Meteorites in China

Of the 57041 named meteorites that have been recovered on Earth, only 239 have been recovered from China. This is somewhat of an oddity as China has the 4th largest surface area of a country with about 9.6 million square km, after Russia (143 meteorites), Canada (64 meteorites) and the US (1789 meteorites) and we should expect, along with Canada and Russia, to have yielded many more samples as a function of their large surface size. The discrepancy in the collection statistics is perhaps caused by meteorite searchers and collectors typically originating from the US, challenges for access to certain regions; for example, large areas that are forested making search and recovery difficult, the lack of economic market for meteorites, or the possibility that although meteorites may have been identified by the fact that they are odd rocks, they may not have been formally submitted for classification to the professional Meteoritical Society nomenclature committee, and are thus not in the Met. Bull. database.  However, times are changing and there is an emerging market for collectors in China – thus the interest in recovering meteorites in China for both sale and scientific analysis is rapidly increasing.

These communities were brought together at the China Meteorite meeting hosted by Duke Kunshan University (an overseas branch of the US Duke university campus) to discuss Chinese meteorite strewn fields, search strategies, collections, museums and public engagement organisations, and scientific analysis and discovery. Along with an emerging market comes many issues with people selling fake meteorites (meteorwrongs) and how to prevent the proliferation of trading fake samples was a major topic of conversation amongst the Chinese meteorite collector and seller communities. Several talks discussed meteorite search expeditions to the northern Chinese deserts, which provide ideal collection grounds (dry, little vegetation, old surfaces, little surface rock, pale coloured surface), although have challenging accessibility (there were lots of photos of crashed cars, cars stuck in sand, snow and ice in winter months and military non-entry zones  – give me Antarctica any day!).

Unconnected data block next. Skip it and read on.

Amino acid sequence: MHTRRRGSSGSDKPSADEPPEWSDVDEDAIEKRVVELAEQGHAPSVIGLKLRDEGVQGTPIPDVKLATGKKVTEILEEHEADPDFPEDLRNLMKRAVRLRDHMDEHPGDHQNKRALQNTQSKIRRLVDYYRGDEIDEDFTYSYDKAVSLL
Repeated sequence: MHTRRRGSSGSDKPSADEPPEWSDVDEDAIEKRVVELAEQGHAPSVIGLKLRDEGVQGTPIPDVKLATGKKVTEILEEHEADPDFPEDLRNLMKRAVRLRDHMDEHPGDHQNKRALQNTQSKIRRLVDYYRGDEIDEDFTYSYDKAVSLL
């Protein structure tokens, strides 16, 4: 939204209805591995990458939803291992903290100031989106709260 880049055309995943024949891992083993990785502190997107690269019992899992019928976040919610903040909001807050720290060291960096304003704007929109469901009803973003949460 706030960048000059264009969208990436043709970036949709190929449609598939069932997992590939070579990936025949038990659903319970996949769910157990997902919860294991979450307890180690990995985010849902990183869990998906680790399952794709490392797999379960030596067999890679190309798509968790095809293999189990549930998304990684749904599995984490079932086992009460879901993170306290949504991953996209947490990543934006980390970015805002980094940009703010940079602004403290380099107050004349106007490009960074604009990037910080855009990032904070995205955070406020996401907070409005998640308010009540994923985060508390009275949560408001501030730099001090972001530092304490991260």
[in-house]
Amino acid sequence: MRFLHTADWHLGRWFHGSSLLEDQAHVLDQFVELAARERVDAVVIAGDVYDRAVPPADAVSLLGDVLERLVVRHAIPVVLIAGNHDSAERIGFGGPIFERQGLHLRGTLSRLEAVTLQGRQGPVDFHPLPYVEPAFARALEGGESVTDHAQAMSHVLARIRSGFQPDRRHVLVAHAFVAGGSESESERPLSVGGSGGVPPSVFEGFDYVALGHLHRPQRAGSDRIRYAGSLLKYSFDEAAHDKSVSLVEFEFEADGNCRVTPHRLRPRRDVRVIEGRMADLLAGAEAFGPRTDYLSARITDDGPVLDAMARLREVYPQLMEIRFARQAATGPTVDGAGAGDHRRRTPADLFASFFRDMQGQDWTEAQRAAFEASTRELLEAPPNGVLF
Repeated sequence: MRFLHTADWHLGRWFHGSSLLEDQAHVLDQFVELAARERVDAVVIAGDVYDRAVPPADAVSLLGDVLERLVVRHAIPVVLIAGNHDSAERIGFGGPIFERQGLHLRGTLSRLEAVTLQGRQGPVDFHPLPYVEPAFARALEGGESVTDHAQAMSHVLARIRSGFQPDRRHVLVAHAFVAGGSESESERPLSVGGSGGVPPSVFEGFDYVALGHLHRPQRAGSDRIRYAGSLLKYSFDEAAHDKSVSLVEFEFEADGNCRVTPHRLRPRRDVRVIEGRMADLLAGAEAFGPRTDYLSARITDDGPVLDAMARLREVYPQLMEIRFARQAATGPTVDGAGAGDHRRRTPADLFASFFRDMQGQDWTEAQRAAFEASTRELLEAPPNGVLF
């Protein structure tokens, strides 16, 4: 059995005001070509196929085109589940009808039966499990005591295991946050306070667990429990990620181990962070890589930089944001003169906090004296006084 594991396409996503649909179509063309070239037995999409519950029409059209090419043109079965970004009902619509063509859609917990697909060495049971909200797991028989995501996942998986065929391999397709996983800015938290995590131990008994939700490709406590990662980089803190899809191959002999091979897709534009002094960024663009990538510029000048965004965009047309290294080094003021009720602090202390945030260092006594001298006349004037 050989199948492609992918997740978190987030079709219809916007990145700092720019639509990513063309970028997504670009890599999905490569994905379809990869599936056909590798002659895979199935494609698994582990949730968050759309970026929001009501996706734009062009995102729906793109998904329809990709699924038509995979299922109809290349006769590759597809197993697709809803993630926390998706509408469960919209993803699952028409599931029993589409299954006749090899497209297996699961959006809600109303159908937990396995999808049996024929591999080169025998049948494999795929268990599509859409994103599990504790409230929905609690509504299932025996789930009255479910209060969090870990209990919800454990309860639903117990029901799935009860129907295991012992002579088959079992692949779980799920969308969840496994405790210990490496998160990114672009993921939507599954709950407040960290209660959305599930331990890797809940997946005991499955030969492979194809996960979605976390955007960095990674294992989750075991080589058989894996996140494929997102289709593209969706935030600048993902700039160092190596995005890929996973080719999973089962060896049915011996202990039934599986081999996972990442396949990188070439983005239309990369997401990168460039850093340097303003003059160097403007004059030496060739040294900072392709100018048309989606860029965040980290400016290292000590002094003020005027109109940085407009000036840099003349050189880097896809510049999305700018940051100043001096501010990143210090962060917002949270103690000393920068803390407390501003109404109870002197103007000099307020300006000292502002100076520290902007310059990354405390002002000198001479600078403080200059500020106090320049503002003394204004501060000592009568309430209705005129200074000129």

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Other talks discussed the criteria for recognising a meteorite from normal rocks, and specific meteorite fall events and the historical significance of these stones to the local communities (one even mentioned a Ming dynasty event in Qingyang that apparently caused loss of life…). There was also fantastic public exhibition of meteorites, showing off a large number of different varieties collected both inside and outside of China, including lunar meteorites, martian and a myriad of iron and chondritic varieties.

My colleague Dr Shijie Li from the Chinese Academy of Sciences Institute for Geochemistry in Guiyang, who has been hosting my visit to China (see my previous post), has been involved in some of the search efforts in the Gobi desert (central north close to Mongolia) and Xinjiang desert region (western northern autonomous region) including the Lop Nor and Tuya desert areas. The group are also involved with studying the recovered samples (see photo of Xiaojia Zeng with some of his great sample maps), which are mostly chondritic in compositions and originate from primitive asteroid parent bodies.